Based on this review it is reasonable to consider MBSR a moderately well-documented method for helping adults improve their health and cope better with the challenges and stress that life brings. New research should improve the way the trials are conducted addressing the pitfalls in research on mind-body interventions.

    How up-to-date is this review?

    The review authors searched for studies up to November 2015.

  • Spanish

    RESUMEN EN LENGUAJE SENCILLO

    La práctica del Mindfulness o Atención Plena mejora la salud y la calidad de vida en adultos

    El programa Mindfulness de Reducción de Estrés (MBSR) se usa para mejorar la salud, la calidad de vida y el funcionamiento social. Este programa tiene un efecto positivo en los resultados de salud mental medidos inmediatamente después de la intervención y durante el seguimiento. Además, mejora el desarrollo personal, la calidad de vida y la atención plena.

    ¿Cuál es el tema que trata esta revisión?

    El estrés y los problemas de salud mental relacionados con este, constituyen algunas de las causas principales de enfermedad y discapacidad. El programa Mindfulness de Reducción de Estrés es una intervención grupal de promoción de la salud para mejorar la forma en que las personas lidian con el estrés y los desafíos de la vida. El componente esencial es el entrenamiento de la atención plena mediante ejercicios físicos y mentales practicados a diario por un periodo de ocho semanas. La actitud consciente y no crítica de estar presente en lo que surge, se practica mediante ejercicios formales, así como en situaciones cotidianas. Esta revisión evalúa el efecto de los programas de Mindfulness en las variables de resultado para la salud mental y física, la calidad de vida y el funcionamiento social en adultos.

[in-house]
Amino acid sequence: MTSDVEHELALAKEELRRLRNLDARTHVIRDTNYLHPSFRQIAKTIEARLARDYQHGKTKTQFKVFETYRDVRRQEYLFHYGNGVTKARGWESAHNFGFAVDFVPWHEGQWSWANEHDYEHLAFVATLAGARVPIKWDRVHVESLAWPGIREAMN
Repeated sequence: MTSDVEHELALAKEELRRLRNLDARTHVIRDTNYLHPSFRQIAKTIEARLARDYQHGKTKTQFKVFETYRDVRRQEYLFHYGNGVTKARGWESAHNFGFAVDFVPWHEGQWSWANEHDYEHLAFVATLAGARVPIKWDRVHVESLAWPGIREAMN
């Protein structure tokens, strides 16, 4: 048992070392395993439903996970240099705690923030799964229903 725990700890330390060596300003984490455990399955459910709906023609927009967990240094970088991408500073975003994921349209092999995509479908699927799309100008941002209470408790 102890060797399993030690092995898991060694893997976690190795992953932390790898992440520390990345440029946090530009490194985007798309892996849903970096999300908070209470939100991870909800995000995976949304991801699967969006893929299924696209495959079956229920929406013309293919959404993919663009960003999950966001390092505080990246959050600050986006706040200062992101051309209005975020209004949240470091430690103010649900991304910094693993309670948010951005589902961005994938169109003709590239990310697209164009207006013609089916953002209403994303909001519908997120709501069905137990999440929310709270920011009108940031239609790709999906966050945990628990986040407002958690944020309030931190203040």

¿Cuál es el objetivo de esta revisión?

    Esta revisión resume todos aquellos estudios que comparan el efecto de un programa de Mindfulness, en que los participantes habían sido asignados aleatoriamente, con el grupo de control. La revisión resume los resultados en dos categorías. En primer lugar, el efecto del programa se comparó con un grupo inactivo (a un grupo de lista de espera, o bien, a uno que recibió atención normal también recibida por el tratamiento). En segundo lugar, el programa se comparó con una intervención de control activa alternativa.

    ¿Qué estudios se incluyen?

    La revisión resume 101 ensayos controlados aleatorios, con un total de 8.135 participantes de Estados Unidos, Europa, Asia y Australia. Veintidós ensayos incluyeron a personas que presentaban problemas psicológicos leves o moderados, 47 seleccionaron individuos con diversas condiciones somáticas, y 32 de los estudios incorporaron a personas de la población general. Setenta y dos estudios compararon el Mindfulness con un grupo de control puro, mientras que 37 de ellos lo compararon con una intervención de control activo, y siete estudios con ambos. Por último, noventa y seis estudios aportaron datos a los metaanálisis, con datos recogidos de 7.647 participantes.

    ¿La atención plena es efectiva?

    El Mindfulness tiene un efecto medianamente importante sobre las variables de resultado de salud mental, salud somática, y calidad de vida, incluida la función social en forma posterior a la intervención, en comparación con un control puro.

    Los resultados indican que si 100 personas pasan por el programa de Mindfulness, 21 personas tendrán un resultado favorable de salud mental, a diferencia de si se les hubiera asignado a una lista de espera o que solo hubieran recibido el tratamiento común y corriente.

    Estos resultados pueden ser más elevados de lo normal debido al subregistro de ensayos negativos, y a una heterogeneidad moderada (lo que indica diferencias entre los ensayos).